Sunday, July 27, 2014

Movies of World War I

Kirk Douglas in 'Paths of Glory'
Considering that it was pointless war, but one that changed the world forever, it is amazing how many films have been made about World War I. And, how few of them are worth remembering.

The Great War, which officially began 100 years ago July 28, doesn't get its proper due because when footage of it is shown on TV, we get fast-motion, black-and-white footage. It makes the horror seem comical.

That's not to say there wasn't some comic relief during World War I. Or that there wasn't "black" humor. Or that some movies didn't capture those aspects.

Although, check out this link of an interactive documentary that has some amazing normal footage.

The war to end all wars gave us the Treaty of Versailles, which is better known as the peace to end all peace. With millions killed and maimed and with four empires dissolved, WWI should have more than it's fair share of stories.

While I haven't seen all the movies made about WWI, I have seen a few that are worth recommending.

1) "Grand Illusion" (1937). Directed by Jean Renoir, this wonderful film chronicles French soldiers in a German POW camp. In German, French and English, this gem usually makes the list of top movies because of its heart and soul. Erich Von Stroheim, the legendary Hollywood director and actor ("Sunset Boulevard"), plays a classic role. Renoir first served in the French cavalry and then as a reconnaissance pilot. He suffered a bullet wound in the leg which left him with a lifelong limp.

2) "Paths of Glory" (1957). When I first saw this Stanley Kubrick opus as a kid, I was horrified that French generals would order the execution of three of its own soldiers in order to keep the other soldiers in line. After seeing it years later, of course, I finally got the dark humor that Kubrick was famous for in other films like "Dr. Strangelove," and "Lolita." Kirk Douglas is great as a French officer who must lead his men out of the trenches in suicidal attacks.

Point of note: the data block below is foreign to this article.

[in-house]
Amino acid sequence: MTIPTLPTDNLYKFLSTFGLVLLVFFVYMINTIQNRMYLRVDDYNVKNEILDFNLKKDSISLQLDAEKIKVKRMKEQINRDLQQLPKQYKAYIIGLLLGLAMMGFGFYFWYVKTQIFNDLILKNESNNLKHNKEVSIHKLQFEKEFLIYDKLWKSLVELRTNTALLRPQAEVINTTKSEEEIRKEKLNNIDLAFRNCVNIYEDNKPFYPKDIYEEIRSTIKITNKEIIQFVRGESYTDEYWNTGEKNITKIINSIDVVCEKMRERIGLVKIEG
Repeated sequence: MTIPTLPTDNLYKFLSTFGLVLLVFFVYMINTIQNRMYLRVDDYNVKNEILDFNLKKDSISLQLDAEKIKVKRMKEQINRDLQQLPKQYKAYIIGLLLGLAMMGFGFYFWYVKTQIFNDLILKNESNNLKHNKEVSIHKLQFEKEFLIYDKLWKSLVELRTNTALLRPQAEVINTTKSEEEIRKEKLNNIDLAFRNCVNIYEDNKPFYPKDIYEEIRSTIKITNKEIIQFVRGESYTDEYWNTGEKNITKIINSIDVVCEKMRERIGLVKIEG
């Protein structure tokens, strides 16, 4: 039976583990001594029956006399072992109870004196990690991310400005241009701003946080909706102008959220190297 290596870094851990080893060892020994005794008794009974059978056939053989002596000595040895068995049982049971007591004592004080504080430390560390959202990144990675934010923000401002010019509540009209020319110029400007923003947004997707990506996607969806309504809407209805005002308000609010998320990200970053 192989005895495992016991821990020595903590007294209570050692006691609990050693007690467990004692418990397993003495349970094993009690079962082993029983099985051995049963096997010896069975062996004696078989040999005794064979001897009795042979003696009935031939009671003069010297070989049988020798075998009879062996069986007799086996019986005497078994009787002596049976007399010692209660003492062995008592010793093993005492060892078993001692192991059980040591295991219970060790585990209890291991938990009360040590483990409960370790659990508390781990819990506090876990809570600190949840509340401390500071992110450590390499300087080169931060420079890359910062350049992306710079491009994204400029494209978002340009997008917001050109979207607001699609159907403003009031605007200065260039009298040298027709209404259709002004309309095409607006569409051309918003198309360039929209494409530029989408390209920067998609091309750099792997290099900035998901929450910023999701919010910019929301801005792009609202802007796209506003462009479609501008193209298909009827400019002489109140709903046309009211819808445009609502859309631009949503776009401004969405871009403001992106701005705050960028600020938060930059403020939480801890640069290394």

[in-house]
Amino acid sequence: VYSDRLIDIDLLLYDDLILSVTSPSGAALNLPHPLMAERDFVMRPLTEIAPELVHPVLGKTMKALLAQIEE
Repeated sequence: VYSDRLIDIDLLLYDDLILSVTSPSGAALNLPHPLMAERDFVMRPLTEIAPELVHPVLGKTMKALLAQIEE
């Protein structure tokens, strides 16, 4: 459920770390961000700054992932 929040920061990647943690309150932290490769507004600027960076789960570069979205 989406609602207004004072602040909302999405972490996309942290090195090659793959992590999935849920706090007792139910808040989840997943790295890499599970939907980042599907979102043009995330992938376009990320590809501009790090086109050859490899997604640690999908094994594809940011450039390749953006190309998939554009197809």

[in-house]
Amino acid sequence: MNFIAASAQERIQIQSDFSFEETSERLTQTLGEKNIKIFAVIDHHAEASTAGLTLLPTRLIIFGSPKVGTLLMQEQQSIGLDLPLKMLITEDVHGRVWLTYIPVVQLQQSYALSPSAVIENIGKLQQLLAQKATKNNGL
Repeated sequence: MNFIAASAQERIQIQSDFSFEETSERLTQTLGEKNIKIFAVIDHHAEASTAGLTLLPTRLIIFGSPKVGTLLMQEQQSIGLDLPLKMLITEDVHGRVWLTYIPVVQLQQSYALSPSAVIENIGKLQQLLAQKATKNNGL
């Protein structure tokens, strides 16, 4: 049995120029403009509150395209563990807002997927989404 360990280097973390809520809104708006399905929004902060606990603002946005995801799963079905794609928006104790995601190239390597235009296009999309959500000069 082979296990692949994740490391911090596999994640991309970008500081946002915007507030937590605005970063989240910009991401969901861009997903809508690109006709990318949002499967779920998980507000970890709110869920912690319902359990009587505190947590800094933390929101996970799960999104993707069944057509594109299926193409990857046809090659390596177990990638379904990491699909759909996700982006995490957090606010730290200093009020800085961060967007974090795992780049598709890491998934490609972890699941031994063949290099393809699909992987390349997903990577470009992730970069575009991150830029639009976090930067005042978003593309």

3) "Lawrence of Arabia" (1962). While this David Lean epic is far from the western front, it does highlight the fight in the Middle East as Arabs sought independence from the Ottoman empire. Peter O'Toole is great as T.E. Lawrence, the self-styled British leader of Arab resistance. Always a visual stunner of a film.

4) "Gallipoli" (1981) Peter Weir directed this film about one of the most important events in Australian history that was commemorated during the 2000 Sydney Olympic Games. Conversely, it's regarded as one of the greatest moments in Turkey's history. Starring Mel Gibson, the film chronicles how Aussies were ordered to make suicidal runs against machine guns of the Turks on the Gallipoli peninsula. Winston Churchill, First Lord of the Admiralty, championed this catastrophe and would be ostracized because of it until World War II.

5) "King of Hearts" (1966) While it's not about warfare directly, this movie is a cult classic about an insane asylum that is left unattended after the Germans retreat. Alan Bates is the King of Hearts.

6) "The African Queen" (1951) This John Huston epic uses WWI as a backdrop in German East Africa to explore the relationship between the boat captain and the missionary, played by Humphrey Bogart and Katherine Hepburn, respectively.

Other films of note include:

"Joyeux Noel" (2005). Although I have yet to see this film, it is on my to-watch list. Based on a true story, it takes place during the Christmas truce of 1914 when French, Scottish and German soldiers put down their arms to celebrate Christmas. Unfortunately, the soldiers returned to their posts so that they could kill each other rather than lay down their arms. Imagine if troops had led their officers and political leaders to end the war. Yes, a grand illusion. Actually, troop rebellions on both sides helped end the conflict.

"All Quiet on the Western Front" (1930) A sympathetic portrayal of German soldiers on the Western Front. Considered the first serious film to win best picture.

"Wings" (1927) This silent flick won the first best picture award. While anachronistic, this film of the aerial war is worth checking out.

"Sergeant York" (1941) Directed by Howard Hawks, starring Gary Cooper at Sgt. Alvin York, the pacifist turned war hero.

"War Horse" (2011) Haven't seen this Steven Spielberg epic about a fabled horse before and during WWI.

"A Farewell to Arms" (1932 and 1957) The earlier version, starring Gary Cooper is the better version.

There have been a number of films about the aerial part of the conflict including "Flyboys," "The Blue Max," "The Red Baron," "Hells Angels," etc. What's amazing is that planes had almost no impact on the war. And these movies had little, lasting impact.